Have you ever thought of what the terms crushing and impact mean when you assess the risks of an installation within the entertainment industry? In the English language, both words have at least two or more meanings (depending on how the word is used) when you look them up. For example, according to the Merriam Webster dictionary, crushing can mean “to squeeze or force by pressure”, “to hug”, “to overwhelm”, “to subdue” or even “a crowd of people”. The amount of variation in the meanings is somewhat similar for impact as well.1 The Cambridge Dictionary defines impact in two ways: “the force or action of one object hitting another” and “the powerful effect that something…has on a situation or person”.2
However, both terms are applied to risks related to machineries and structures used in the entertainment industry. Therefore, crushing and impact have particular meanings and are used in relation to the risk estimation of allocated hazards. The use of these terms is more exact, and the way they are used is more derived from the established standards and norms in the industry that have provided a framework for many to go by.
Two of the documents that help shape how crushing and impact are used are the international standard EN ISO 12100:2010 and Machinery Directive 2006/42/EC. Both documents illustrate how crushing and impact are closely connected to hazards in regard to machinery, its use and the risks that people may be exposed to. Crushing and impact are used to identify machinery risks (hazards) and their consequences according to the guidelines set out in EN ISO 12100:2010.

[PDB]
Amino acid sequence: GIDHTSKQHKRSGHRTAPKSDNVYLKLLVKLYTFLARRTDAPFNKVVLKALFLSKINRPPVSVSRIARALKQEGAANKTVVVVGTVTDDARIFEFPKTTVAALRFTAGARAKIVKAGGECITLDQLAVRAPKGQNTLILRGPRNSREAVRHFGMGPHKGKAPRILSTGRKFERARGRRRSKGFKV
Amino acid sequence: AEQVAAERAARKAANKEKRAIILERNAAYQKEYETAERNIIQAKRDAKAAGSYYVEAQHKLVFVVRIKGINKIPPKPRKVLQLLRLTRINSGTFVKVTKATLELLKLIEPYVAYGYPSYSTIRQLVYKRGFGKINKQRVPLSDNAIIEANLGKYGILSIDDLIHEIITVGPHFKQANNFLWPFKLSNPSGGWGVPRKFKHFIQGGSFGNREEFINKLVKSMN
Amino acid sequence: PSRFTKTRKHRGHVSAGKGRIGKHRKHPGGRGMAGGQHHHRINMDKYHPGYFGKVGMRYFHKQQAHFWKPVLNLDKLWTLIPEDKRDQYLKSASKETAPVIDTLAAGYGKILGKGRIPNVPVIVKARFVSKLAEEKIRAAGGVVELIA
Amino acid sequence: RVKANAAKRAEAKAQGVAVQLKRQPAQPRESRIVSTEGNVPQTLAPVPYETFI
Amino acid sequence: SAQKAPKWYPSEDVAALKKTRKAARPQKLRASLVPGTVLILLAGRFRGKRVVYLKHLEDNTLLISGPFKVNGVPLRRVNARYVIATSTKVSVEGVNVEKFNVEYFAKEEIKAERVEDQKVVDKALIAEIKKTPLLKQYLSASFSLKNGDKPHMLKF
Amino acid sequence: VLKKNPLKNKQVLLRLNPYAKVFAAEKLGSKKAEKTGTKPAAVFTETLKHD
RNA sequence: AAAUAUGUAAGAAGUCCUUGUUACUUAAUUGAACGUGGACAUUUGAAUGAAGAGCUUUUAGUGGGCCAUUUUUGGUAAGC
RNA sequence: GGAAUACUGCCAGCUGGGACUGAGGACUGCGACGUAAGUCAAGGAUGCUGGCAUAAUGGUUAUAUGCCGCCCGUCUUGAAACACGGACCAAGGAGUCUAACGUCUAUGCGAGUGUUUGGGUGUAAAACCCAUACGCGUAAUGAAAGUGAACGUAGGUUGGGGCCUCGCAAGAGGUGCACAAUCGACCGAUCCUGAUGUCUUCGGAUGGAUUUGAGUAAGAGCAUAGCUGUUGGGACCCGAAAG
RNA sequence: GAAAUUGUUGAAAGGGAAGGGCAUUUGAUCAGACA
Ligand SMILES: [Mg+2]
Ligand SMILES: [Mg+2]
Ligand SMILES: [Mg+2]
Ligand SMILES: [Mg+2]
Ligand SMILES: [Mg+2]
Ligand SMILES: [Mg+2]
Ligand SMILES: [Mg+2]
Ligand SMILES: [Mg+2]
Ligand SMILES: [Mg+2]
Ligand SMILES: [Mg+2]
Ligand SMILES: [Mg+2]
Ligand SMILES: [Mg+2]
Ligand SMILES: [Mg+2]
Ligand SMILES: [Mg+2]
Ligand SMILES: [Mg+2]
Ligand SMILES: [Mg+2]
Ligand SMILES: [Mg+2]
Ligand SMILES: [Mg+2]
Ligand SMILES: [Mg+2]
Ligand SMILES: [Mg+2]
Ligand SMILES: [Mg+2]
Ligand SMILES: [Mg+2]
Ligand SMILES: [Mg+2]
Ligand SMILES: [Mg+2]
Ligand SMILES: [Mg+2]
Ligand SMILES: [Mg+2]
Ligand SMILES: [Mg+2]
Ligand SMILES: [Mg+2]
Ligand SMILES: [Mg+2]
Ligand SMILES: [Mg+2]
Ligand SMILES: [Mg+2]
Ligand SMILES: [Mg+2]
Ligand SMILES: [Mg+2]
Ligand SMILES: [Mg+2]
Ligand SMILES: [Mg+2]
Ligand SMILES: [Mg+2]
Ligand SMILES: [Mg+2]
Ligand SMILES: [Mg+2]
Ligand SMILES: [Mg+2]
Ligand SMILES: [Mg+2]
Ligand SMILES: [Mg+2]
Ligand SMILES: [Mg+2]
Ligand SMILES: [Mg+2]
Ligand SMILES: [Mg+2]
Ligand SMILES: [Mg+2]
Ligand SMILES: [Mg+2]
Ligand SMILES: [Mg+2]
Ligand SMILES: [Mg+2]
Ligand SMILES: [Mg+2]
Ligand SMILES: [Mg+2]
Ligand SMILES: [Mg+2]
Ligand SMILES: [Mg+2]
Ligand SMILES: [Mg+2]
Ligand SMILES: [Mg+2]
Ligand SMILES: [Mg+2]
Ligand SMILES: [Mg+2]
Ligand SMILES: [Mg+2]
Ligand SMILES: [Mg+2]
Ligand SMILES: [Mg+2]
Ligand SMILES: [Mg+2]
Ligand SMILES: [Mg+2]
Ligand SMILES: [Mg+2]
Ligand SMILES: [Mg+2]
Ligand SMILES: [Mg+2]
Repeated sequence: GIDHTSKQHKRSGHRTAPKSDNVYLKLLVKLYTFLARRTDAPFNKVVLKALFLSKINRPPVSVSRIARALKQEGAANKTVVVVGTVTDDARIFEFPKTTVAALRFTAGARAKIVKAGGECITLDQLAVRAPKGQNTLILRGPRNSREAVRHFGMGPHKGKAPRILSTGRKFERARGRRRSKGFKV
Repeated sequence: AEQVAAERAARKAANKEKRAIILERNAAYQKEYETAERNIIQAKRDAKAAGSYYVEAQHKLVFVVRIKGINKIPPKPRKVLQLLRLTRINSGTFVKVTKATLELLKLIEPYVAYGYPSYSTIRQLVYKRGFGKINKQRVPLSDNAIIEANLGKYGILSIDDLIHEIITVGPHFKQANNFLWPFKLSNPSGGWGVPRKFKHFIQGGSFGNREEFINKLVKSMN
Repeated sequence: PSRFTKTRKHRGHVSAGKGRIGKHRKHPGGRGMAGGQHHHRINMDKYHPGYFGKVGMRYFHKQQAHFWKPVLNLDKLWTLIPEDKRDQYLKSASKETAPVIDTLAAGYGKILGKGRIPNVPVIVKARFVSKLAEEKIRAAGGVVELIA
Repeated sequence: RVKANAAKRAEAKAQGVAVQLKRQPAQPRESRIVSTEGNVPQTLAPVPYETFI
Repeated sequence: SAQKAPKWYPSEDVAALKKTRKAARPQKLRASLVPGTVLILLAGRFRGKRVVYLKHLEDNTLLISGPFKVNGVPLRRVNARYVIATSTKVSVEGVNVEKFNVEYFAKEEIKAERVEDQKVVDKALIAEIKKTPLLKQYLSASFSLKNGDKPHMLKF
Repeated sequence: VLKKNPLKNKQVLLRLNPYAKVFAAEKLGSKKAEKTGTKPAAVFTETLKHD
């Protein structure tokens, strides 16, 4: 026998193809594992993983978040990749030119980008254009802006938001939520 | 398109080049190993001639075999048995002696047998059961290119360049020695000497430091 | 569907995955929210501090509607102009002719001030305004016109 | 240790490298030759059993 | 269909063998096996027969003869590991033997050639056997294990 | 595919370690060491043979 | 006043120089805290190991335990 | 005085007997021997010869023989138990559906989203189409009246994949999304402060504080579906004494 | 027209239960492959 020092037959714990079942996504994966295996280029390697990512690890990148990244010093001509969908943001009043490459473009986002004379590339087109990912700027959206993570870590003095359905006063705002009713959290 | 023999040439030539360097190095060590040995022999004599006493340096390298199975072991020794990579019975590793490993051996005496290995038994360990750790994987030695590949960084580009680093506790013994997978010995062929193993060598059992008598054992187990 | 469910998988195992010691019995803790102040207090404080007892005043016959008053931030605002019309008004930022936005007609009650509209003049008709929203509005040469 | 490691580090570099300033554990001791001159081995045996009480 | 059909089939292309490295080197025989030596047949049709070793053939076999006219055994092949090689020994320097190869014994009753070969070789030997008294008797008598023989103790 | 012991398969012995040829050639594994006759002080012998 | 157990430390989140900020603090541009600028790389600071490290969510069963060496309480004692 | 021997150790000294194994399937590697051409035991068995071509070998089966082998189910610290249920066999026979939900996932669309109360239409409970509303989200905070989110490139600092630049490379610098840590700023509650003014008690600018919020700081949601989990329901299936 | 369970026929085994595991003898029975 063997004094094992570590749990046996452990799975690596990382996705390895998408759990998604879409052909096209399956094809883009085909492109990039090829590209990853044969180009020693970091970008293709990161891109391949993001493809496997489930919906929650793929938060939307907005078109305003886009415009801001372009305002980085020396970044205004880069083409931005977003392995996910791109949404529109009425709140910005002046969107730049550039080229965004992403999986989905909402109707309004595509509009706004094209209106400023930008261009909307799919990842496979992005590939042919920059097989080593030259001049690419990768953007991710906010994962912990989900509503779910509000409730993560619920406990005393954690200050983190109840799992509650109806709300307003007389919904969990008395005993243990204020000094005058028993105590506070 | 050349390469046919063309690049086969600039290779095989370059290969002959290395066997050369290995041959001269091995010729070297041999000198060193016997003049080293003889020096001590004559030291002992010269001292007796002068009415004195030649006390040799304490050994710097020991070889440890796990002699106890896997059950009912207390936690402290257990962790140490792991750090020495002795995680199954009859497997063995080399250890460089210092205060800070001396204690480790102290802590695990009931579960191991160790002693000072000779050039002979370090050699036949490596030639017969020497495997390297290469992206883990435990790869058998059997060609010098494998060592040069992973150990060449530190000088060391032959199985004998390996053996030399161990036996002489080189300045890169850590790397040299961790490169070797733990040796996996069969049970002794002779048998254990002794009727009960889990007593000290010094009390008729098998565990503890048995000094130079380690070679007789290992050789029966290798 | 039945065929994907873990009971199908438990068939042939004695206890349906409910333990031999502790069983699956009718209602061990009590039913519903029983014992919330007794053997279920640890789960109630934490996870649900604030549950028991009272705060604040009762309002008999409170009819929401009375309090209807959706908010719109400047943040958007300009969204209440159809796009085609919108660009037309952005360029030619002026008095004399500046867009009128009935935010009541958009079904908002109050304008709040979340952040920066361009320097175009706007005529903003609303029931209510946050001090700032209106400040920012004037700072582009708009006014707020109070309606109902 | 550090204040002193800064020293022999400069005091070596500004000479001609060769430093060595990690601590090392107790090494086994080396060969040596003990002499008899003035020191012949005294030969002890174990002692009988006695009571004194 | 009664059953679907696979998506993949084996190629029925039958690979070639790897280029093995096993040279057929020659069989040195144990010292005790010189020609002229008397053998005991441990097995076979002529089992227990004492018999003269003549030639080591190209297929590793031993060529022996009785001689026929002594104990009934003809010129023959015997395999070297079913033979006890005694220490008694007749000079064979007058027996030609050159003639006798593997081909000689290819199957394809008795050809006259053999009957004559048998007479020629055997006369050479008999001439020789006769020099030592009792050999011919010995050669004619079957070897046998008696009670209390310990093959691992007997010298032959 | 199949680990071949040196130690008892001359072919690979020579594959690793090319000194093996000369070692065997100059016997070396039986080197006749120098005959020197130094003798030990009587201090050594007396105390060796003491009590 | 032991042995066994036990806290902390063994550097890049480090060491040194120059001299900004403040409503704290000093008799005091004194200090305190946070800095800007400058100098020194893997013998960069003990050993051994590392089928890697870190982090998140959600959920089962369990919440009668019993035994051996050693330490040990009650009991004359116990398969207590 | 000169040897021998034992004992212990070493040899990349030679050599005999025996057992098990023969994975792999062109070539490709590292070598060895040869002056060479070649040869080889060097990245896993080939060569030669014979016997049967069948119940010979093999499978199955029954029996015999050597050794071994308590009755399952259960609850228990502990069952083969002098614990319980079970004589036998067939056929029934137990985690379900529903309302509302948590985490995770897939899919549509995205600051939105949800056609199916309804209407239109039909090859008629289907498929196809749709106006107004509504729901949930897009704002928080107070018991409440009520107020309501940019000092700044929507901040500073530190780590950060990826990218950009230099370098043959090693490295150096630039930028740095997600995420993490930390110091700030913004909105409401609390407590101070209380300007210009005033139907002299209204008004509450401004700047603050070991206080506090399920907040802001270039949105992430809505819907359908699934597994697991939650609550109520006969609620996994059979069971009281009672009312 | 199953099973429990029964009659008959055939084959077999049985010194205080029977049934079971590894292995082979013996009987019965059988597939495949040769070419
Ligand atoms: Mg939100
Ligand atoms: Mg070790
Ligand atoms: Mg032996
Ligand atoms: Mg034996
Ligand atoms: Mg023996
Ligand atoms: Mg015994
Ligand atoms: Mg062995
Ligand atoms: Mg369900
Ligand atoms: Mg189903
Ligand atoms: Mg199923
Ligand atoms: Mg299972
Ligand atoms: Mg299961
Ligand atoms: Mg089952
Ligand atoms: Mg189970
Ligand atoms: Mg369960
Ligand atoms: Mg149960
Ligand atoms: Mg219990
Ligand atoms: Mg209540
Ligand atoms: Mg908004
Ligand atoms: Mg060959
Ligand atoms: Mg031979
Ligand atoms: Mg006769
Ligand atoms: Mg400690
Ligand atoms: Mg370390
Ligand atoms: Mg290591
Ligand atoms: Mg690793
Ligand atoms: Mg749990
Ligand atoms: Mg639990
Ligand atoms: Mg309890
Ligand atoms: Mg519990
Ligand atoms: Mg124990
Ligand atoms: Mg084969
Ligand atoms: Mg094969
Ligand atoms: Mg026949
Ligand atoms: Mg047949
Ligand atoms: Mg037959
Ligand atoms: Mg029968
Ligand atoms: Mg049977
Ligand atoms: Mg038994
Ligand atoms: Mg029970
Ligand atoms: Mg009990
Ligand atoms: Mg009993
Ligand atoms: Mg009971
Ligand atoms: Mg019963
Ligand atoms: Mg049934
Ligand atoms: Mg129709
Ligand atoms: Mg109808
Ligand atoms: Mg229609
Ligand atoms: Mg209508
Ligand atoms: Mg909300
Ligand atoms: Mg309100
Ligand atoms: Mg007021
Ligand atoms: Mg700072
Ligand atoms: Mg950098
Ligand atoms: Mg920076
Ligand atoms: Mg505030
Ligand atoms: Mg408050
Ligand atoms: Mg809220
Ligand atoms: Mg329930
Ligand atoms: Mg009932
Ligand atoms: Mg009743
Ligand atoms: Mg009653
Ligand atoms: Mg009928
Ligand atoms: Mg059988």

Are there similarities?
The words crushing and impact seem closely related in terms of how two objects or elements come into contact with one another. Yet, despite this, the definitions of the two words differ depending on the situation and the related consequences in regard to the machinery risks.
For crushing, it implies that someone or something is trapped between two elements and where one of the elements is moving.
For impact, it seems closely associated with crushing, but the consequences and situation in which an impact occurs are different from someone being crushed.
Impact is defined as a moving object hitting a person or another object that is in a freestanding space and whom does not become trapped.
What do crushing and impact mean in the entertainment industry?
Let’s have a look at both crushing and impact and see how their basic dictionary definitions and the guidelines established from EN ISO 12100:2010 and mandatory requirements from MD 2006/42/EC have defined how they’re used in the entertainment industry.
If we look at the definition of crushing in the Collins, Oxford, Merriam-Webster and Macmillan dictionaries (that could be used by entertainment industry), crushing can be defined by the following:3
- to press, mash, or squeeze so as to injure, break, crease, etc.
- to break or grind into small pieces4
- to press two opposing forces so as to break or injure; put out of shape or condition by pressure; squeeze together, crumple5
- to squeeze or force by pressure so as to alter or destroy a structure6
- to hit or press something hard that you damage it severely or destroy it, especially by making its shape flatter7